Eibar, quite simply, look like a better team than Levante. In fact, Garitano's side somewhat resemble the Luis García-led Levante teams from 2008 to 2011. The Basques, while limited in attack, boast a very organized, disciplined defense. Having registered their third clean sheet of the season against Athletic, Eibar have only allowed four goals all season -- only Valencia (3) and Barcelona (0) have conceded less. At the Ipurua, I'd be inclined to go with Eibar here, but Levante just announced an initiative to get their fans up to Basque Country on Saturday. In collaboration with local peñas, Levante will pay for Granote fans to make the trip to show their support. Having praised the Catalán administration in the past, this comes as no surprise to me, as I believe Levante are one of the most well-run clubs in Spain. Though it hasn't quite translated on the pitch this season, what Catalán has accomplished since the club's bankruptcy in 2008 shoudn't be overstated.
Eibar 0 Levante 0
MALAGA draw with Granada
Since their return to the Primera División in 2011, Granada have conceded twelve goals at La Rosaleda in three matches. Overall, El Graná have only won once at Málaga's home ground and that was in 1942 (one year after La Rosaleda's inauguration) in the defunct Copa de S.E. El Generalísimo. So, as you can imagine, this is not exactly an Andaluz derby Granadismos are keen on. This year, however, Granada look quite good (barring that 6-0 outlier at Camp Nou). Before their loss to Barcelona, Granada had only conceded three goals all season, which was third best in La Liga at the time. Málaga, despite their seemingly good form (which is perhaps the result of my incessant praise of Mario Husillos), have only forced three goals on the season, zero of which have come in open play. Despite plenty of historical analysis that goes against such a prediction, I like a draw here, which would be Granada's first in the Costa del Sol since 1975.
Málaga 1 Granada 1
ALMERIA over Elche
I don't know how many times I've read since early preseason that Francisco was keen on increased control, but reports have surfaced once again that the Almería manager has been preparing for Elche with shot creation and possession exercises, as well as various set-piece strategies. I'm starting to think Francisco simply doesn't have the players he needs to execute his system, and thus reverts to more conservative tactics, as the Andaluz side average a mere 47% possession, which ranks 13th in La Liga. Whatever the case, Almería are coming off a dramatic 0-1 at Riazor, thanks to an injury-time winner from Édgar Méndez. I quite like Édgar, by the way, who had never played in the first division until this year, but is now Almería's top goal-scorer, and has in large part fulfilled the role of Aleix Vidal as a wide playmaker who can feature on either flank. Additionally, going somewhat unmentioned, is that Almería have the fifth best defense in La Liga, which only five goals allowed in six games. Former Rayo keeper, Rubén Martínez, has been immense, with an 80% save percentage. Considering Elche's ineffectiveness in final-third play (a recurring problem for Escribá), I like the red-and-whites here.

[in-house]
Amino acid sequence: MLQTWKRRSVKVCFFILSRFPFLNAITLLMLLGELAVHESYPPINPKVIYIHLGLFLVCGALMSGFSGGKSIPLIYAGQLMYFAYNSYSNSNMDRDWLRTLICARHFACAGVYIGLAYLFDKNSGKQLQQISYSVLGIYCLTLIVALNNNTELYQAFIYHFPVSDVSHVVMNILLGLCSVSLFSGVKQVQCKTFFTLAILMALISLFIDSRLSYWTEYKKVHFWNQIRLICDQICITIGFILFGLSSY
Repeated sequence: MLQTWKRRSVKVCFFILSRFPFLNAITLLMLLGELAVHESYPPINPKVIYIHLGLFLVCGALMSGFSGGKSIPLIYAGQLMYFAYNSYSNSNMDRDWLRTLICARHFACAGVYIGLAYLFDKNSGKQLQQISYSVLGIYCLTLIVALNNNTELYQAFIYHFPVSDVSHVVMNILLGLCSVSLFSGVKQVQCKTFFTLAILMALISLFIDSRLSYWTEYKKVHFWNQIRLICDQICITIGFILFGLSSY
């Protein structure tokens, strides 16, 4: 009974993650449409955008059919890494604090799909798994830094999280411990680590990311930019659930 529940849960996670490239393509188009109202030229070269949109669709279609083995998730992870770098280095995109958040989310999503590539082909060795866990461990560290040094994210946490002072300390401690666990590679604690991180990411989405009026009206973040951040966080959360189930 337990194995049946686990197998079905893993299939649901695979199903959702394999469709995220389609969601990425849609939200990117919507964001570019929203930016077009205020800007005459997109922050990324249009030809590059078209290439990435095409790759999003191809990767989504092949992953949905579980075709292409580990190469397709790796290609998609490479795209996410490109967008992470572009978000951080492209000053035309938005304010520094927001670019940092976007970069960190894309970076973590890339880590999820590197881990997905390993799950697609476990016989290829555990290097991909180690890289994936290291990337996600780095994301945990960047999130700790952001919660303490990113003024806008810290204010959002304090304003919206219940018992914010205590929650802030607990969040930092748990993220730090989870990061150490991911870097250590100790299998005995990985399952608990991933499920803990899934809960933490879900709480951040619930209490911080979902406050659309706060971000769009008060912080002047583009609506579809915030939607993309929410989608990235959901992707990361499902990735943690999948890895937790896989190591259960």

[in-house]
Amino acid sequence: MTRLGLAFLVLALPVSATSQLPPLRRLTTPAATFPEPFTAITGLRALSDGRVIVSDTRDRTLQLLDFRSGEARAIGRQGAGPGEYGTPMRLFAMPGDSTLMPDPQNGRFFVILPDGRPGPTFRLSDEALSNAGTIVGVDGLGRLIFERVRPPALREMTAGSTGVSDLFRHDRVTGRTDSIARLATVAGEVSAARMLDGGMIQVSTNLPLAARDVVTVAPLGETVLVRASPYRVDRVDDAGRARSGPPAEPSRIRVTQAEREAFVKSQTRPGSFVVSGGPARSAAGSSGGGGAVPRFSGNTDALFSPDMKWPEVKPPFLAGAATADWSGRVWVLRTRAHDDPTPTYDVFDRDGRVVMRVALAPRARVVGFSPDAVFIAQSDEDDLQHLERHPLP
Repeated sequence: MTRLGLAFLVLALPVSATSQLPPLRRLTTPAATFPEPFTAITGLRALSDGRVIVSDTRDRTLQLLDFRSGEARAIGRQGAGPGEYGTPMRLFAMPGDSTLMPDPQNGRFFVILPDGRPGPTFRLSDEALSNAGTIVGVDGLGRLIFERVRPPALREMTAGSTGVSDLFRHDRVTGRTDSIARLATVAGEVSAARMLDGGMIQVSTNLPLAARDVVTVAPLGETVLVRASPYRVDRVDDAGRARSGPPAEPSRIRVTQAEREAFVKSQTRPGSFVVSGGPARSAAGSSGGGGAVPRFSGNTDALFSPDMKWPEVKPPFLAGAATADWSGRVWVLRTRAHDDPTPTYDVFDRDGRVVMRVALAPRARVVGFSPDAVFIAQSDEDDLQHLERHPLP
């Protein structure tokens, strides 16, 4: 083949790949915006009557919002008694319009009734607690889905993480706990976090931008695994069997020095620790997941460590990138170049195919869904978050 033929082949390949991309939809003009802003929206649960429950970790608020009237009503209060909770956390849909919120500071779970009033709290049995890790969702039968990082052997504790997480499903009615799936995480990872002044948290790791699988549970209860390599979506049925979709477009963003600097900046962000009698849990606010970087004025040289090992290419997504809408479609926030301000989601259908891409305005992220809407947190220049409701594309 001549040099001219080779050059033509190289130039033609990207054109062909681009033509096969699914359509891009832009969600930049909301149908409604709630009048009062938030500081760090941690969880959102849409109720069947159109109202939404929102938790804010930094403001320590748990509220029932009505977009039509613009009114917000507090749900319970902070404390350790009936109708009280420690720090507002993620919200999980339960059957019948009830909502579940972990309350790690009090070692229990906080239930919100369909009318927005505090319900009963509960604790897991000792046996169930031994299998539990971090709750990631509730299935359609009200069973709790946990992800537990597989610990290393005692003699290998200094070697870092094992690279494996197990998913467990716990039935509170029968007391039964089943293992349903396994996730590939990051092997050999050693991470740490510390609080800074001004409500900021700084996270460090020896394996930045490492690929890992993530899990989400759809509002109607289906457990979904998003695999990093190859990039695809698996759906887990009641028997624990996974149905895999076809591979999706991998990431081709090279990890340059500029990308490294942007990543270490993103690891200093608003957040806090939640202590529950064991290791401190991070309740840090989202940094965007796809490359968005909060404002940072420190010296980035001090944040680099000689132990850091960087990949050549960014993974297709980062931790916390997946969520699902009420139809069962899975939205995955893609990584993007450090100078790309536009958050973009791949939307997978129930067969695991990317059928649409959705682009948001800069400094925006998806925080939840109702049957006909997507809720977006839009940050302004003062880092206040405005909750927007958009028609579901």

Almería 1 Elche 0
SEVILLA over Deportivo de La Coruña
Sevilla have only won once at the Pizjuán in their last four against Depor, but arrive in pretty good form, despite their 0-4 loss to Atlético last week. That result more than anything reflected Emery's tendency to over-analyze certain situations; namely, how to set up against a given opposition, and what tactics to employ. Against Atlético, Emery tried to out-muscle Simeone's side, a tactic of which backfired spectacularly. Quickly realizing his mistake, Emery brought on Denis Suárez and Éver Banega, but to no avail really, as Atlético had already gone two goals up. I criticized Emery a lot last season for his over-experimentation, especially in his deployment of Ivan Rakitić. While he's done well to resist those urges this season, it is an inevitability that comes with having Unai Emery as your manager. As I've said more than once, no one toes the line between genius and foolishness better than Emery.